AUGUSTA, Ga. — Every year, on the eve of the Masters, a tradition unfolds in the Augusta National press center.
The club’s chairman sits before the media and tackles questions ranging from practice facilities (“Four hundred yards long,” chairman Billy Payne offered of the new range) to the makeup of the membership (“Subject to the private deliberations of the members,” he said).
On Wednesday, after rattling off a number of changes to the tournament in his opening remarks, Payne took on the topic that has shadowed the Masters like no other: the return of Tiger Woods.
“We are aware of the significance this week to a very special player,” Payne began. “As he ascended in our rankings of the world’s great golfers, he became an example to our kids that success is directly attributable to hard work and effort.
“But as he now says himself, he forgot in the process to remember that with fame and fortune comes responsibility, not invisibility. It is not simply the degree of his conduct that is so egregious here; it is the fact that he disappointed all of us, and more importantly, our kids and our grandkids. Our hero did not live up to the expectations of the role model we saw for our children.”
The room was silent as Payne continued.
“Is there a way forward?” he said. “I hope yes, I think yes. But certainly his future will never again be measured only by his performance against par, but measured by the sincerity of his efforts to change. I hope he now realizes that every kid he passes on the course wants his swing, but would settle for his smile.”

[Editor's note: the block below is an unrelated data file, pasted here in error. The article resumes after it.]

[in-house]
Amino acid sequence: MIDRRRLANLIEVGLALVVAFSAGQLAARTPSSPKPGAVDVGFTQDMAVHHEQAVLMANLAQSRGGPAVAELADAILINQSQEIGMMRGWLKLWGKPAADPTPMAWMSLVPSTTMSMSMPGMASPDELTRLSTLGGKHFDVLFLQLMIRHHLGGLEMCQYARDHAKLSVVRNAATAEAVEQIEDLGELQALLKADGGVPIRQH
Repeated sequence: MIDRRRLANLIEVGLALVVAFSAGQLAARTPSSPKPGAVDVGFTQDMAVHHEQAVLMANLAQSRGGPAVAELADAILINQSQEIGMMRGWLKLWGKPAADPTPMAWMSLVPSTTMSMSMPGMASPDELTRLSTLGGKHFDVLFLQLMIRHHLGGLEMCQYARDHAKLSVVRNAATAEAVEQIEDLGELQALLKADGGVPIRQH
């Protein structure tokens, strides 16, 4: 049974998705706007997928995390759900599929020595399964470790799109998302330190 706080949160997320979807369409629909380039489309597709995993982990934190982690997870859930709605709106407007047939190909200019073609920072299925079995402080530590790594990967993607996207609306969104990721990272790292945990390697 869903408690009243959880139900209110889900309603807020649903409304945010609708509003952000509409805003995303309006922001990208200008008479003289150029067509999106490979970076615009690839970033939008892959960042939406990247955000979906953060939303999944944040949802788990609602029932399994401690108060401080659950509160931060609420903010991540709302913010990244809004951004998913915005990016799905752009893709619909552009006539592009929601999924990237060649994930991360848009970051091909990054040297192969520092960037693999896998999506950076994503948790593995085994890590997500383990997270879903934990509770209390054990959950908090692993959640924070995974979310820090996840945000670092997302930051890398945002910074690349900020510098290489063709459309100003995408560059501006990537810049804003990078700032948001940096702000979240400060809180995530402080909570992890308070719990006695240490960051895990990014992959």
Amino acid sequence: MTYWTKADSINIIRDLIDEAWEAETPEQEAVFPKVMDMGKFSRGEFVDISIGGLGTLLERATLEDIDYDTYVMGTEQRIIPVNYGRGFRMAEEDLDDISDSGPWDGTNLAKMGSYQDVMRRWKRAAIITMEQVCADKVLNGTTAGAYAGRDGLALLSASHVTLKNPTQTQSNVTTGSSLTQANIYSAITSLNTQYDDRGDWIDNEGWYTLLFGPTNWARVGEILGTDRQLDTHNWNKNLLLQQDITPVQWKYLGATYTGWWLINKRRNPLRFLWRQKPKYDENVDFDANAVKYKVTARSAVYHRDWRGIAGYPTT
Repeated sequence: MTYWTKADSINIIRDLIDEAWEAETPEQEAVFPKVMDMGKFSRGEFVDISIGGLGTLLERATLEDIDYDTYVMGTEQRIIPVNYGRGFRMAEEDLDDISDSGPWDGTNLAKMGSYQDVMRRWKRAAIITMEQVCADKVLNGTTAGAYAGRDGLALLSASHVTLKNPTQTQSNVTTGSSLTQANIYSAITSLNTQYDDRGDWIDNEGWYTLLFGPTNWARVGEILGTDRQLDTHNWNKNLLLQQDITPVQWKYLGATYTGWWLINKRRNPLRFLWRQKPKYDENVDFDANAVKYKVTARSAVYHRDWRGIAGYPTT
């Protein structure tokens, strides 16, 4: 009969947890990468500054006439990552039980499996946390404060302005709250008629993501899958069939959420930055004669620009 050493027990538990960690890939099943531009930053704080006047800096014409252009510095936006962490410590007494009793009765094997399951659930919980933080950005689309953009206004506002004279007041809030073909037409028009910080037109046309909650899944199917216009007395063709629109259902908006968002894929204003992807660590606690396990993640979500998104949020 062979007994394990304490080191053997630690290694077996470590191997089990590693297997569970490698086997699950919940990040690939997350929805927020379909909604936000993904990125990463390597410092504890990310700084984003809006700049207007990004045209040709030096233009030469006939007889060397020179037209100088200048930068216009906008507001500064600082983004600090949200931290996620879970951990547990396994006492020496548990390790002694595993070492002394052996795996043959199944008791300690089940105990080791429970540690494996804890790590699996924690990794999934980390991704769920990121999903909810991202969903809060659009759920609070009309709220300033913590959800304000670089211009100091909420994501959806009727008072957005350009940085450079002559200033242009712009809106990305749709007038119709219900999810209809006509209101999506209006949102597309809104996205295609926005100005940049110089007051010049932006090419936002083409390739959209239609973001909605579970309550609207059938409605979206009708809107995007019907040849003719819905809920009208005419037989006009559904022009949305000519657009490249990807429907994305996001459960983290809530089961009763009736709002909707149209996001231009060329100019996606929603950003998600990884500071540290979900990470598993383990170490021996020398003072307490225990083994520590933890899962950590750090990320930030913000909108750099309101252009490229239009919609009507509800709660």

Payne’s words were a reminder that Woods’s admitted infidelity did not go unnoticed inside the club’s gates. Not only will the golf world be watching the level of Woods’s play Thursday, when he competes for the first time since November, but also his comportment on and off the course. Payne said Woods had “clearly and emphatically” proved his game worthy of Bobby Jones, Jack Nicklaus and Arnold Palmer, but that his job was not finished there.
“I hope [Woods] can come to understand that life’s greatest rewards are reserved for those who bring joy to the lives of other people,” Payne said. “We at Augusta hope and pray that our great champion will begin his new life here tomorrow in a positive, hopeful and constructive manner, but this time, with a significant difference from the past.”
Payne and Woods were present at the Tuesday night Champions dinner in the Augusta National clubhouse.
“I had a conversation with him,” Payne said, “but I don’t want to go into detail about what it was.”
Payne addressed several issues during the session — from Nicklaus joining Palmer as an honorary starter to a new pin position on the front right portion of the par-5 15th hole — but the specter of Woods hovered over the conversation. Among the photographs in the interview room was a picture of Woods being greeted with a green jacket from Nick Faldo in 1997, when Woods won by 12 shots.
“This year, it will not be just for him,” Payne said of Woods’s return, “but for all of us who believe in second chances.”